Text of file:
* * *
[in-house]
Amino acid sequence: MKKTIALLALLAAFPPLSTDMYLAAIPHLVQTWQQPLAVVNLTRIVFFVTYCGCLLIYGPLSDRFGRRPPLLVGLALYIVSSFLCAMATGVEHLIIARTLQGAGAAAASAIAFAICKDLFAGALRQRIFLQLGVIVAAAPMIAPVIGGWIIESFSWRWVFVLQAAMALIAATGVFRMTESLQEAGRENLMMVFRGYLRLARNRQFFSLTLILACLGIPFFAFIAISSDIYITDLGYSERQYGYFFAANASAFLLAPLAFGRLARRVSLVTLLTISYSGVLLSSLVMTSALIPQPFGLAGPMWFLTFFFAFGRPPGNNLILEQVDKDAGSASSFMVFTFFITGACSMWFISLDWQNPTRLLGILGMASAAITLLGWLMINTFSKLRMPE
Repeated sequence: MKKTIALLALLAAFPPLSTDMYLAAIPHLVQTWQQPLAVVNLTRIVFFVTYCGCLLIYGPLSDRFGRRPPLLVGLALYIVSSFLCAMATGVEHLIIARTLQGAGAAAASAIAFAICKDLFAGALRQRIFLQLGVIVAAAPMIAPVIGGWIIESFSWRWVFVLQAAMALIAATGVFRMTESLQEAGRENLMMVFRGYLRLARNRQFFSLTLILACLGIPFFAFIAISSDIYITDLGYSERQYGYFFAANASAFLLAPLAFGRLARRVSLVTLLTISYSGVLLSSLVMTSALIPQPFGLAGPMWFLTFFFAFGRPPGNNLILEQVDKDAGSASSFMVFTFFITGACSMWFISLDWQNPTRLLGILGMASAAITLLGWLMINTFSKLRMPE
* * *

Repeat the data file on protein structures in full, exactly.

[in-house]
Amino acid sequence: MKKTIALLALLAAFPPLSTDMYLAAIPHLVQTWQQPLAVVNLTRIVFFVTYCGCLLIYGPLSDRFGRRPPLLVGLALYIVSSFLCAMATGVEHLIIARTLQGAGAAAASAIAFAICKDLFAGALRQRIFLQLGVIVAAAPMIAPVIGGWIIESFSWRWVFVLQAAMALIAATGVFRMTESLQEAGRENLMMVFRGYLRLARNRQFFSLTLILACLGIPFFAFIAISSDIYITDLGYSERQYGYFFAANASAFLLAPLAFGRLARRVSLVTLLTISYSGVLLSSLVMTSALIPQPFGLAGPMWFLTFFFAFGRPPGNNLILEQVDKDAGSASSFMVFTFFITGACSMWFISLDWQNPTRLLGILGMASAAITLLGWLMINTFSKLRMPE
Repeated sequence: MKKTIALLALLAAFPPLSTDMYLAAIPHLVQTWQQPLAVVNLTRIVFFVTYCGCLLIYGPLSDRFGRRPPLLVGLALYIVSSFLCAMATGVEHLIIARTLQGAGAAAASAIAFAICKDLFAGALRQRIFLQLGVIVAAAPMIAPVIGGWIIESFSWRWVFVLQAAMALIAATGVFRMTESLQEAGRENLMMVFRGYLRLARNRQFFSLTLILACLGIPFFAFIAISSDIYITDLGYSERQYGYFFAANASAFLLAPLAFGRLARRVSLVTLLTISYSGVLLSSLVMTSALIPQPFGLAGPMWFLTFFFAFGRPPGNNLILEQVDKDAGSASSFMVFTFFITGACSMWFISLDWQNPTRLLGILGMASAAITLLGWLMINTFSKLRMPE